2017 will be here soon. One of your resolutions may include building a new steel building or barn. You may feel right at home with a hammer and tool belt, but that doesn’t mean you can tackle the construction of a new building from start to finish. We have frequently seen homeowners wanting to be their own general contractor. We strongly advise against DIY building construction for reasons we will go over.
Why DIY Building Construction Projects Are a Bad Idea
DIY projects are on the rise due to the availability of steel building kits. However, keep in mind you’re not building a book shelf or bike rack. Building a standalone structure requires a completely different level of expertise. There are three reasons being your own general contractor is not in your best interest.
Erecting a building from the ground up is a massive physical undertaking, and the logistics involved are complex. Does the building meet local and municipal codes? In most cases, even a residential project will require approval from the city. A professional contractor knows exactly the types of permits required and how to obtain them.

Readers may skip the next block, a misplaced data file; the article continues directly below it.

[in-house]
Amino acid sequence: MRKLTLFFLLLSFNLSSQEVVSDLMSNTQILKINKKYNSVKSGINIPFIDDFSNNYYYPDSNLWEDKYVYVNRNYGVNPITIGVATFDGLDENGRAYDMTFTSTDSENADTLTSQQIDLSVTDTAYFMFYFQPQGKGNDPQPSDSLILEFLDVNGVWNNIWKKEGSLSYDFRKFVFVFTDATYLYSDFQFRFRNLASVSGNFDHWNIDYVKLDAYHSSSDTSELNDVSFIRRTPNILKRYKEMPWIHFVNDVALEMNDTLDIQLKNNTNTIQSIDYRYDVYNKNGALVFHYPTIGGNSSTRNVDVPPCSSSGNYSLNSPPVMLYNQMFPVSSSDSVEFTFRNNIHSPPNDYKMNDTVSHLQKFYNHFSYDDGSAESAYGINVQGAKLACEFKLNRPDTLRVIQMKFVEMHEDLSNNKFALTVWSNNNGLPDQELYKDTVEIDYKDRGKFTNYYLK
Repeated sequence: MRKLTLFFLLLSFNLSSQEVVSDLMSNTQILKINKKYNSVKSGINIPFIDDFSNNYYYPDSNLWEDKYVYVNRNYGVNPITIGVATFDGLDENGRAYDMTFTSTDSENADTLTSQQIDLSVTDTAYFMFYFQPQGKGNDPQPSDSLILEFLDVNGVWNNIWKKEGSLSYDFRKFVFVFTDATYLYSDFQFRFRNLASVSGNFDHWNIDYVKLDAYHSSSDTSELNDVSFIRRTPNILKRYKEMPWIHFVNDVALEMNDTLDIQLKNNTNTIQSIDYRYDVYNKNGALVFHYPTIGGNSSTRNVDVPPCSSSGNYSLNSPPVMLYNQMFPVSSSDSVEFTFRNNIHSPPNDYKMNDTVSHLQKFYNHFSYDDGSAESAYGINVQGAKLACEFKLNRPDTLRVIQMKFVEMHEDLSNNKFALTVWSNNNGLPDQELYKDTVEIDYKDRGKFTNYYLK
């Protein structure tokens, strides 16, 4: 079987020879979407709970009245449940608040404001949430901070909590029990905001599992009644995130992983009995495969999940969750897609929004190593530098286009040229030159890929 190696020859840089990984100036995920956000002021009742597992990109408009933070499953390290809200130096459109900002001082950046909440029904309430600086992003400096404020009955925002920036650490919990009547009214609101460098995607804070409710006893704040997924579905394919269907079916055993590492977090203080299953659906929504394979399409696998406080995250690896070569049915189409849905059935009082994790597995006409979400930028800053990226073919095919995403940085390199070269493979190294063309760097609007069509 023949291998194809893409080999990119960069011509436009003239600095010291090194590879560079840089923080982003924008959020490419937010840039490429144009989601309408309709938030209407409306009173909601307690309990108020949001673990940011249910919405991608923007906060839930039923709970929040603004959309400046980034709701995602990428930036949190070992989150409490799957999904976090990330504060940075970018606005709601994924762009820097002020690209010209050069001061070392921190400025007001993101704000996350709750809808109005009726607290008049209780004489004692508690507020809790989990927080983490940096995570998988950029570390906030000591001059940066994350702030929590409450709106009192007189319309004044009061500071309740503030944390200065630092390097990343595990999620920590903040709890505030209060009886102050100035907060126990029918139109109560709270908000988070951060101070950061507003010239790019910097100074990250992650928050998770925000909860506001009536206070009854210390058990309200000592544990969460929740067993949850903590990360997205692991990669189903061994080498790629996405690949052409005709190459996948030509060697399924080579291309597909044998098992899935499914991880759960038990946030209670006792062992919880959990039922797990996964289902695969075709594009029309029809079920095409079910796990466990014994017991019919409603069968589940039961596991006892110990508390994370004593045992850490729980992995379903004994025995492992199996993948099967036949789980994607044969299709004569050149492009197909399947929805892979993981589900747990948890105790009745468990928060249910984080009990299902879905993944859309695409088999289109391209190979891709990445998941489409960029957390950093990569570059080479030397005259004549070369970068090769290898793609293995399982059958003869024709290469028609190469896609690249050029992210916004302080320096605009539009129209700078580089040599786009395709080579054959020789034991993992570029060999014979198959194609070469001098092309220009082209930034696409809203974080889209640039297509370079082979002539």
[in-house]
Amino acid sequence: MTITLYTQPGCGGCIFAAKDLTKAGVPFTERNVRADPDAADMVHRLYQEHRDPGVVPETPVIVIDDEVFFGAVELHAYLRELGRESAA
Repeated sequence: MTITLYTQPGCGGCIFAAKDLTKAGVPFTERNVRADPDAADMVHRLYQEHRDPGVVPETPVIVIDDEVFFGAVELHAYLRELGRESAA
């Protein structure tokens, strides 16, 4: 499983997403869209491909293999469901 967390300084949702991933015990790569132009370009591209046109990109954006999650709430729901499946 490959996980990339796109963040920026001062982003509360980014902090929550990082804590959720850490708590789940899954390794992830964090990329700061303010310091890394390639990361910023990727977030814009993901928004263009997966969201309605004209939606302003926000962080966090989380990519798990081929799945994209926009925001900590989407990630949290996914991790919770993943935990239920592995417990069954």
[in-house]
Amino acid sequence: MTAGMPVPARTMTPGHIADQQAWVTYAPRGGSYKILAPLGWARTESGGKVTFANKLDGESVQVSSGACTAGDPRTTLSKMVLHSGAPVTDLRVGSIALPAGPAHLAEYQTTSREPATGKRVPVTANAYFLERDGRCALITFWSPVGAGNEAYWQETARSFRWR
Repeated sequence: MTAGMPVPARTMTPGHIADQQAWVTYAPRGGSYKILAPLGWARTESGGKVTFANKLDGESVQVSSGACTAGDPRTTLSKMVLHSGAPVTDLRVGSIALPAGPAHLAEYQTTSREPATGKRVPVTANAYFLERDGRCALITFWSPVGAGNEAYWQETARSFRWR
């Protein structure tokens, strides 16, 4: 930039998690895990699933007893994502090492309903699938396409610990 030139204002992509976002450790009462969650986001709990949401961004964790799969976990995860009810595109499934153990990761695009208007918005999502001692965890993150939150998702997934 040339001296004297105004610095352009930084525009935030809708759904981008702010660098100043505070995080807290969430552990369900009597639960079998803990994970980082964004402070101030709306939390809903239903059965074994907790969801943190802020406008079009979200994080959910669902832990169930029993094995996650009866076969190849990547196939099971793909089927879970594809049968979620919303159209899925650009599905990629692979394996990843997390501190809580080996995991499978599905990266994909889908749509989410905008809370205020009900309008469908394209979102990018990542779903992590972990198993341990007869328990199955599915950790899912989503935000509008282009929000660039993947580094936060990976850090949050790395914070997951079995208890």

Professional contracting companies have liability insurance. This covers their crew should a worker be injured on the job. Are you willing to purchase insurance for a single project? If not, there could be liability issues if someone helping you out seriously injures himself.
Most DIY projects end up taking longer than anticipated. We have seen projects take three to four months when the self-appointed general contractor estimated a two-month time frame. More time means more labor and more cost.
Leave the Job to the Professionals
Contact C&S Construction to bring in a professional team to work on that new pole building or steel barn. Our gallery of work is a testament to our nearly two decades of experience. DIY building construction projects are tempting, but it’s not worth the trouble you will encounter.
Edited by Justin Vorhees
Professional Contractors for Residential Projects
Serving customers from Pullman to Bonners Ferry and Wenatchee to Western Montana, including Spokane, Coeur D’Alene, Cheney, Pullman, Sandpoint, Wallace and the surrounding area since 1998